Today in History: ‘Wild Man of Woods’ Goes to Asylum in 1911

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    ‘Wild Man of Woods’ Goes to Asylum

During this week in February 1911, a “wild man of woods” was sent to the asylum.

    “After wandering the woods from Tacoma to Castle Rock in flight from imaginary foes, and living as best he could from roots and fishes caught in his wanderings, Gus Lindbery, a demented young man, fell into the hands of Captain J.R. Axtell of the Salvation Army last night and was taken to Chehalis,” The Centralia Daily Chronicle wrote.

    “The demented man, who is young and husky, presented a weird and unkempt appearance when he drifted into the Salvation Army hall. His hair was long, his beard unshaven, his eyes wild and hunted, and his general demeanor terrified in the extreme.

    “The evangelist tried to pacify him and after soothing him and feeding him, was able to sufficiently allay his fears as to get an incoherent statement to the effect that foes were after the fugitive, that he had been chased by heirs to a family estate, and that he had found it necessary to flee from Tacoma to save his life.”

    The man was taken to jail and later sent to the insane asylum.

Market Made 1,800

Pounds of Sausage

120 years ago, in 1891

    A local market was noted for the amount of sausage it made.

    “Probably Centralia does not supply the whole earth with bologna sausage, but she comes very near it, for the Central market has made about 1,800 pounds of it this week,” The Centralia Weekly News reported. “Centralia don’t take a back seat on any proposition.”

CCC Men Improved Park

75 years ago, in 1936

    The Centralia Daily Chronicle reviewed the work that the Civilian Conservation Corps had done at a Toledo area park.

    “During the four six-month periods the 200-man company worked at Lewis and Clark under joint supervision of the National Park Service and the Washington park authorities, it constructed two vehicle bridges, eight equipment houses, one garage, 14 miscellaneous camp buildings, one dam, 2,676 rods of fence, 98 rods of guard rails, .3 mile of power lines, 225 square yards of sewage disposal beds, three sewage disposal tanks, 70 feet of sewer lines, 5.6 miles of telephone lines, one drinking fountain, 6,100 feet of pipe lines, a 3,200-gallon water storage system, two entrance portals, eight table and bench combinations, 23 miscellaneous structural improvements, 17.1 miles of truck roads, .2 mile of park roads, and 2.5 miles of foot trails,” the newspaper wrote.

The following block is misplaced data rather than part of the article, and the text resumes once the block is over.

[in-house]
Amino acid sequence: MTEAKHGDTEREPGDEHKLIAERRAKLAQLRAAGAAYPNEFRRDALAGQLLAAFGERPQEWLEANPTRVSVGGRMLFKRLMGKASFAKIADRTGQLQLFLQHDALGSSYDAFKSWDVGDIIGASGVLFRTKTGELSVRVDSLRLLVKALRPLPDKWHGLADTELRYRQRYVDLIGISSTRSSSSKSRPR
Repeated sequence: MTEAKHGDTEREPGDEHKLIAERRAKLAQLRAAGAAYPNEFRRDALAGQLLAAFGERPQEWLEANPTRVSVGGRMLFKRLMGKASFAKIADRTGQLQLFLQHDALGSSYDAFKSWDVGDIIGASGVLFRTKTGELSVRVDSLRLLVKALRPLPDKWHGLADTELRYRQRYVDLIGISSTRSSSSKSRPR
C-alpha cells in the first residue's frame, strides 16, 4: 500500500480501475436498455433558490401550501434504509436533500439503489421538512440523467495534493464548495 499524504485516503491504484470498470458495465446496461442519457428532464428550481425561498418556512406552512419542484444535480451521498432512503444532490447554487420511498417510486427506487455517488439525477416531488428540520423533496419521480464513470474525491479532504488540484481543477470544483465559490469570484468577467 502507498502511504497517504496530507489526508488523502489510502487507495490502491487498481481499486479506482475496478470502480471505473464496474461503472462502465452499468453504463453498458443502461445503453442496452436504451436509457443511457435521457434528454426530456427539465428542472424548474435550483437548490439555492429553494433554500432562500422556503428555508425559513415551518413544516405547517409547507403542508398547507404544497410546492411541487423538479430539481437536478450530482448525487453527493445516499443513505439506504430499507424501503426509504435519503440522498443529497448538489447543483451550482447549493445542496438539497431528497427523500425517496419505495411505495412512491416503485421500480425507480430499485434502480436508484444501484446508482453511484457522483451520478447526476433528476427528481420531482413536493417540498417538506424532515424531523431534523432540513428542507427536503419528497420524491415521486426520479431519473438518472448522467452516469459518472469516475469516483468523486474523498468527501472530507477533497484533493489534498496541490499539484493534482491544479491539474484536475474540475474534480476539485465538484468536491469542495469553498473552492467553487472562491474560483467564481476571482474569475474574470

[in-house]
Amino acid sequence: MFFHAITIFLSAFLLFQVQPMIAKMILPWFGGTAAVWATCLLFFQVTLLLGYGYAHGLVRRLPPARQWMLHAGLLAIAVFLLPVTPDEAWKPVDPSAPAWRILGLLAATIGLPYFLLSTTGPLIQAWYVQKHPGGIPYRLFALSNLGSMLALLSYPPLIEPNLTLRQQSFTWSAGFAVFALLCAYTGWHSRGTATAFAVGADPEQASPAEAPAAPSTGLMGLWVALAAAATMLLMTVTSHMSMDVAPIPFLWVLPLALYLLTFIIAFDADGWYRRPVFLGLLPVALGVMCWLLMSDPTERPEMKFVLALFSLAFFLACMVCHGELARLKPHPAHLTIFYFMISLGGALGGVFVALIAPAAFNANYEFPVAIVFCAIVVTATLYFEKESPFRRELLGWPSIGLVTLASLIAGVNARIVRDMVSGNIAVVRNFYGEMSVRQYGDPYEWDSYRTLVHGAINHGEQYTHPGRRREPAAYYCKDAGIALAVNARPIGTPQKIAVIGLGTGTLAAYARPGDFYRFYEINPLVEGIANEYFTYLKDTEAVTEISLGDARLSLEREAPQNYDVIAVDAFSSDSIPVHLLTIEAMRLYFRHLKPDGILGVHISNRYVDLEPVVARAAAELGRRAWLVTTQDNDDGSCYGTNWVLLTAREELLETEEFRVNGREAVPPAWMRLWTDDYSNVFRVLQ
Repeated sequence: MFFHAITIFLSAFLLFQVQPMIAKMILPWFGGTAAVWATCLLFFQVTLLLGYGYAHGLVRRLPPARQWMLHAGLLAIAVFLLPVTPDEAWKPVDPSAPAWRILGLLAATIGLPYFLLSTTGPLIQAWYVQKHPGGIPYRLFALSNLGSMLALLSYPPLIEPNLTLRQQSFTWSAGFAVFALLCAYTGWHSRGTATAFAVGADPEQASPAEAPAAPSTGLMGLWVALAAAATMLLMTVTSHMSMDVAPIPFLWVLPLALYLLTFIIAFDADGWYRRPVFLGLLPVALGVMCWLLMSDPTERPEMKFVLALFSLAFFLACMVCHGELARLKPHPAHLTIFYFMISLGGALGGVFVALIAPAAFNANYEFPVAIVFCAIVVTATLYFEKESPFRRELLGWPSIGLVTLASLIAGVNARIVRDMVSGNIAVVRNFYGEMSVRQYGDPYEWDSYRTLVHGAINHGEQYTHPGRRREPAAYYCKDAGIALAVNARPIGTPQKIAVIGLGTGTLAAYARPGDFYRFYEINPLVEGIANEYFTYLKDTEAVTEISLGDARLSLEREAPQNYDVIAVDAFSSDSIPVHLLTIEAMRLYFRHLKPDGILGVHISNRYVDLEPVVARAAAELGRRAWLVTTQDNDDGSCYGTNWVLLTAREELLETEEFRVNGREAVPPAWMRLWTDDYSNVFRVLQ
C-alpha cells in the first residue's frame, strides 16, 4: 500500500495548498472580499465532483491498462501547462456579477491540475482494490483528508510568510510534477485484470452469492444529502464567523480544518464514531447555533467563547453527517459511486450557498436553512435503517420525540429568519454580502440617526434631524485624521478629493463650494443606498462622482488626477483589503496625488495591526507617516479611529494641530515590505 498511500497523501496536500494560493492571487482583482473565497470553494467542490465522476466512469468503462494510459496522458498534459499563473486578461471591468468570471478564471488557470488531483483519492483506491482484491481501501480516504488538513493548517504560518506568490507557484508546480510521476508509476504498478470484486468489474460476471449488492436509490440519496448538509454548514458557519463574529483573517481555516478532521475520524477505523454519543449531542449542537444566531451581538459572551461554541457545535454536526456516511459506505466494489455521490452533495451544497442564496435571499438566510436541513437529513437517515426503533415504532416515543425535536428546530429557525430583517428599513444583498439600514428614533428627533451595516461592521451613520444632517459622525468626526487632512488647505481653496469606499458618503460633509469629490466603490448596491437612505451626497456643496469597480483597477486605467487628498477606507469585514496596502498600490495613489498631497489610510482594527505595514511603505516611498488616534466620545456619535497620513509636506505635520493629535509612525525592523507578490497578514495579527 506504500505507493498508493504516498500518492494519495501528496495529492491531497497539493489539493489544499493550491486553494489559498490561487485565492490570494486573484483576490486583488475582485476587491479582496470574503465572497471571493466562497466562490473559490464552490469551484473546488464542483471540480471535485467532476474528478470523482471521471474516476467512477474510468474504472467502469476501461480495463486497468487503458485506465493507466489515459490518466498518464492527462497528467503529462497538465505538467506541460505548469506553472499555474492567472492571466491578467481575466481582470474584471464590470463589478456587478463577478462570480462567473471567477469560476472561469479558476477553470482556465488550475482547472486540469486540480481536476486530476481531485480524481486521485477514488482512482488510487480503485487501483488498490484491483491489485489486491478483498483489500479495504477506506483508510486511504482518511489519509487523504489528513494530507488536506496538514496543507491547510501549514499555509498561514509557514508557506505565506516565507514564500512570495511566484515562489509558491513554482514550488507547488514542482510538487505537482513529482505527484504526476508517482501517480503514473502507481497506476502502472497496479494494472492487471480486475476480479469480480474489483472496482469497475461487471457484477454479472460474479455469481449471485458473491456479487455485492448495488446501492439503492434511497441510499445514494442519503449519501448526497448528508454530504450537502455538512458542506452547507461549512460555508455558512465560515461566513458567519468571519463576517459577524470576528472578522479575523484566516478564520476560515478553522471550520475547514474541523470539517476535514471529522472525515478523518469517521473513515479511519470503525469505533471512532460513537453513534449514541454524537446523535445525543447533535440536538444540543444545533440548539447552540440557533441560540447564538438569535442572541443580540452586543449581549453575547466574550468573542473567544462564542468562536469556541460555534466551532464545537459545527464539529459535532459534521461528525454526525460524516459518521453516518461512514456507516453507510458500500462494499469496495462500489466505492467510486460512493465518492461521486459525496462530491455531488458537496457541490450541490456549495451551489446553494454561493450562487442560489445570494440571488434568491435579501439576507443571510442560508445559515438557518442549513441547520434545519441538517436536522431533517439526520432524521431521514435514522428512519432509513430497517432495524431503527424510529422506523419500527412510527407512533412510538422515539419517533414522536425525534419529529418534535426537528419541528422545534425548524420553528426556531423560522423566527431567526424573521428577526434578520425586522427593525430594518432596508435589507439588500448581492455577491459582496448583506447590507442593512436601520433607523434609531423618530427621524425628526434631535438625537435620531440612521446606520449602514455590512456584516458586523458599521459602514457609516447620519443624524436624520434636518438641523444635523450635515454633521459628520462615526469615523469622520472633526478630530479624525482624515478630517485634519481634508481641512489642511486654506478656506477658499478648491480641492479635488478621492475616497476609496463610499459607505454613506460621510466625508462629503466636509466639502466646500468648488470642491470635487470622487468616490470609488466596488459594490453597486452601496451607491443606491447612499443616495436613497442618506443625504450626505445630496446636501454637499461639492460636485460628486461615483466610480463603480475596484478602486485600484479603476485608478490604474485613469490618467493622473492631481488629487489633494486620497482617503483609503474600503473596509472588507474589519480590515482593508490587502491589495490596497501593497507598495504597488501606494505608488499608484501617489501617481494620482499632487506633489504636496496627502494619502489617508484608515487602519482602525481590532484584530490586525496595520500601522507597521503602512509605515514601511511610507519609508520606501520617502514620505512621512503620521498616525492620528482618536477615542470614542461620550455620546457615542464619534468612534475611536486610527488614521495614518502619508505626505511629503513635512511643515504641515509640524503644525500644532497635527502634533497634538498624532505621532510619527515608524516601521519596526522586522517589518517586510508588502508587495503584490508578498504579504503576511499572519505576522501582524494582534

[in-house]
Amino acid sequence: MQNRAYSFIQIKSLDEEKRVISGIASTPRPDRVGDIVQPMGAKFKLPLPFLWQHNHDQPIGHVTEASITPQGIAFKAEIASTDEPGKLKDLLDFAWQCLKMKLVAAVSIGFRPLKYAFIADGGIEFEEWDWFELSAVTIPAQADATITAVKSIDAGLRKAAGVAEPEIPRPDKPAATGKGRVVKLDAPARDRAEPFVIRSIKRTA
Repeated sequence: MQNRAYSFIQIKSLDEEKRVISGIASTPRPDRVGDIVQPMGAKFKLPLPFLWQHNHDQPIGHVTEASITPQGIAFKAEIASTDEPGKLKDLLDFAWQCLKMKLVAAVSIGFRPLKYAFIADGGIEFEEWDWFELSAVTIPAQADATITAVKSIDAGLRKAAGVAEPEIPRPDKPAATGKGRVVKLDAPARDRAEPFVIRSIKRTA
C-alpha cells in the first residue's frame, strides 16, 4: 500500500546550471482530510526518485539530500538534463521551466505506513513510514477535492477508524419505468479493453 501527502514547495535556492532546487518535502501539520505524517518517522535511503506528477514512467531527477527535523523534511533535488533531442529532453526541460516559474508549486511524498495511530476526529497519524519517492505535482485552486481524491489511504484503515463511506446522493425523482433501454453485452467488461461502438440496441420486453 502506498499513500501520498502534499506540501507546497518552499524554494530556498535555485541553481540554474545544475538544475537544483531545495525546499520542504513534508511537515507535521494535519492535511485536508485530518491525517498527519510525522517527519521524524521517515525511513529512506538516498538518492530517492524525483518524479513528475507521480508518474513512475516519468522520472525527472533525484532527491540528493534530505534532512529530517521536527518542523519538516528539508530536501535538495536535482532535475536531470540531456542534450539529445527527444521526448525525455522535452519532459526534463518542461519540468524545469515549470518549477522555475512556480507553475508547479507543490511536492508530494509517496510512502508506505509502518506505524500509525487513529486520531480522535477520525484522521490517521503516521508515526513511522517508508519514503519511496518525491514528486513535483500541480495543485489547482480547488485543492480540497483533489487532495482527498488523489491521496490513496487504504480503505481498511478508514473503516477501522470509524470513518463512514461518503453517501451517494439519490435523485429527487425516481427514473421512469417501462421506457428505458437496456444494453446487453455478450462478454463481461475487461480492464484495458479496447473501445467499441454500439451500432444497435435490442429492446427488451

“These men also made tree plantings in 24 acres, improved the forest stand in 39 acres, spent 2,060 man-days fighting forest fires, and built 14 miles of fire breaks.”

Miller Is Northwest Champion

50 years ago, in 1961

    Marilyn Miller, 18, daughter of Mr. and Mrs. W. Robert Miller, route 2, Chehalis, was crowned the Amateur Athletic Union’s Northwest girl’s junior champion in tumbling and senior women’s champion in free exercise. Her coach at W.F. West was Ron Sullivan.

One-Way Plan Goes Forward

25 years ago, in 1986

    The Centralia City Commission planned to convert Main and Locust streets to a one-way couplet. With the coming of the new Centralia City Council, the commission said the decision could be overturned.

Aadland Celebrates Wilder

10 years ago, in 2001

    For the third year in a row, Carrie Aadland, Centralia, held a Laura Ingalls Wilder birthday party. Aadland made a birthday cake which looked like the house in which the Ingalls family had lived on the prairie.

College Names Landmarks

Five years ago, in 2006

    Two retired Centralia College faculty members were honored by having their names attached to college landmarks. “Wickstrom Theatre” in Corbet Theatre was named for Phillip Wickstrom. “Aadland Esplanande” was named for Gordon Aadland.

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    From the Files of The Chronicle is compiled by Edna Fund, a Centralian who describes herself as a “history sleuth.” She can be contacted at Dutch@localaccess.com or at 269-7515.